I will try to sketch an algorithm which avoids the computation of the Galois group, since such a computation is very expensive.

The idea is to look at the factorisations of the reductions of $f$ modulo sufficiently many primes $p$. This is the same idea as in the computation of the Galois group, but the point is that we don't need the whole Galois group, only its maximal abelian quotient, so things should be simpler.

We may assume that $f \in \mathbb{Z}[x]$ is monic and irreducible. Let $K = \mathbb{Q}[x]/(f)$ be the number field defined by $f$ and let $L$ be the Galois closure of $K$. We embed both $L$ and $\mathbb{Q}^{\mathrm{ab}}$ into some algebraic closure $\mathbb{Q}^{\mathrm{alg}}$. Let $K^{\mathrm{ab}} = K \cap \mathbb{Q}^{\mathrm{ab}}$ and $L^{\mathrm{ab}} = L \cap \mathbb{Q}^{\mathrm{ab}}$ be the maximal abelian subfields of $K$ and $L$ (sorry for the unusual notation...). Let $f = g_1 g_2 \cdots g_s$ be the factorisation of $f$ over $\mathbb{Q}^{\mathrm{ab}}$. By Galois theory, we know that each $g_i$ has coefficients in $L^{\mathrm{ab}} \cap K = K^{\mathrm{ab}}$.

**Definition.** A *bound* for a finite abelian extension $F$ of $\mathbb{Q}$ is a pair $(N,G)$ where $N \geq 1$ is an integer and $G$ is a subgroup of $(\mathbb{Z}/N\mathbb{Z})^\times$ such that $F \subset \mathbb{Q}(\zeta_N)^G$.

Note that for any abelian $F/\mathbb{Q}$ we always have the trivial bound $(|\Delta_F|,\{1\})$ where $\Delta_F$ is the (absolute) discriminant of $F$. Also, it is not hard to see that among all the bounds for $F$ there is a unique minimal one $(N,G)$. The integer $N$ is the conductor of $F$, and $G$ is the norm group, namely the kernel of $(\mathbb{Z}/N\mathbb{Z})^\times \to \mathrm{Gal}(F/\mathbb{Q})$.

So starting with $f$, we know that $K^{\mathrm{ab}}$ is bounded by $(|\Delta_K|,\{1\})$ (it is possible to simply compute the discriminant of $f$, but this may lead to a worse bound). So we start with $(N,G)=(|\Delta_K|,\{1\})$ and we want to improve the bound. In fact, since $K^{\mathrm{ab}}$ is contained in both $K$ and $\mathbb{Q}(\zeta_N)$, we may take $G$ to be the image of the power map $x \mapsto x^\delta$ in $(\mathbb{Z}/N\mathbb{Z})^\times$, where $\delta= \operatorname{gcd}(\deg(f),\varphi(N))$.

Now we look at the reduction of $f$ modulo some primes, similarly as in Algorithm 4.4.3 in Cohen, *Advanced topics in computational number theory*. Let $p$ be a prime not dividing $N$. Let $\bar{f}$ be the reduction of $f$ mod $p$, and let $\bar{f}=f_1 f_2 \cdots f_r$ be its factorization in $\mathbb{F}_p[x]$. The $f_i$ are pairwise distinct monic irreducible polynomials, say of degree $d_i$. If $K$ were abelian then we would know that $d_1=\ldots=d_r=d$ where $d$ is the order of $p$ in $\mathrm{Gal}(K/\mathbb{Q})$ (seen as a quotient of $(\mathbb{Z}/N\mathbb{Z})^\times$). We are not in this case, but still know by multiplicativity of the inertia degree that the order $d$ of $p$ in $\mathrm{Gal}(K^{\mathrm{ab}}/\mathbb{Q})$ divides each $d_i$. So we adjoin to the group $G$ the element $p^h$ where $h$ is the gcd of $d_1,\ldots,d_r$.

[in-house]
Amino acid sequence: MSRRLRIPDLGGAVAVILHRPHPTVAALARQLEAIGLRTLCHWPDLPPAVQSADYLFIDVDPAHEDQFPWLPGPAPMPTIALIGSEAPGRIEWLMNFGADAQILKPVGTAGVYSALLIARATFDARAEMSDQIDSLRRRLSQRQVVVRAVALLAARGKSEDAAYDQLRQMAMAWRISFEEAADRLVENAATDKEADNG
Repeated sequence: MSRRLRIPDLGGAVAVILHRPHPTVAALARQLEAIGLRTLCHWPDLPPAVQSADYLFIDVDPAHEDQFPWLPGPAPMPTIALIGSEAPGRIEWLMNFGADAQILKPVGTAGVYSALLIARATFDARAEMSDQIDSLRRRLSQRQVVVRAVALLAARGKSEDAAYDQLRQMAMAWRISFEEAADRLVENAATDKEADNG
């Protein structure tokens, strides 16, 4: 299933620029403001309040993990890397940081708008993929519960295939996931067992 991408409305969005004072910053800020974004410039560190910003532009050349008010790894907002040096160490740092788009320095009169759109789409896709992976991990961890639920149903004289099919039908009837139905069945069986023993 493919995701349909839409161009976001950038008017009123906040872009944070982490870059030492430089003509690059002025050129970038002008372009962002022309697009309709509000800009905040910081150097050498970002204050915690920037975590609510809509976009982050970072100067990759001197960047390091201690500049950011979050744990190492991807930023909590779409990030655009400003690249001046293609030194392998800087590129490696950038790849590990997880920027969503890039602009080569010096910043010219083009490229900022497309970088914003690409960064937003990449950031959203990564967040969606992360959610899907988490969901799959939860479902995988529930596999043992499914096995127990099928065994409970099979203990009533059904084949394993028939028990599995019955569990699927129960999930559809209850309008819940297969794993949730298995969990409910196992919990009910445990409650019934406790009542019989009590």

Doing this for enough primes $p$, we should get a reasonable bound $(N,G)$. Now we can replace $(N,G)$ by a minimal equivalent bound $(N',G')$ where $N'$ divides $N$. (Precisely, $N'$ is the minimal divisor of $N$ such that $G$ contains the kernel of reduction mod $N'$, and $G'$ is the image of $G$ mod $N'$.) At this point it remains to factor $f$ over $K'=\mathbb{Q}(\zeta_N)^G$. By the theory of Gauss sums, we know a primitive element $\alpha$ in $K'$ (written in terms of $\zeta_N$) and its minimal polynomial, so we simply factor $f$ over the number field $\mathbb{Q}(\alpha)$.

A natural question is how many primes to use. In fact, if we are only interested in having an algorithm, this doesn't matter: we could simply have used the trivial bound. To get a more efficient algorithm, we may use some primes but it's not clear to me, for example, how many primes are needed to ensure that we get $K'=K^{\mathrm{ab}}$. In general, it is known that the norm group of an abelian extension is generated by the prime powers $p^d$ as above when $p$ runs through the primes less than an explicit bound $B$, see Algorithm 4.4.5 in Cohen. But the bound $B$ is a priori exponential in the size of the discriminant, while there is a much better polynomial bound assuming GRH, so some choices need to be made.

Another difficulty is that the gcd $h$ used above need not equal $d$. Maybe the Cebotarev theorem (an effective version!) could be used to prove this doesn't matter, but this may be a non-trivial task and I haven't thought about it. So I would make the following compromise: simply use a certain amount of primes without caring whether $K'=K^{\mathrm{ab}}$ or not. At the end, if really needed, one could determine over which minimal extension the factorisation of $f$ actually takes place. The "right" number of primes will depend on the parameters but could be determined experimentally or by finding some heuristics.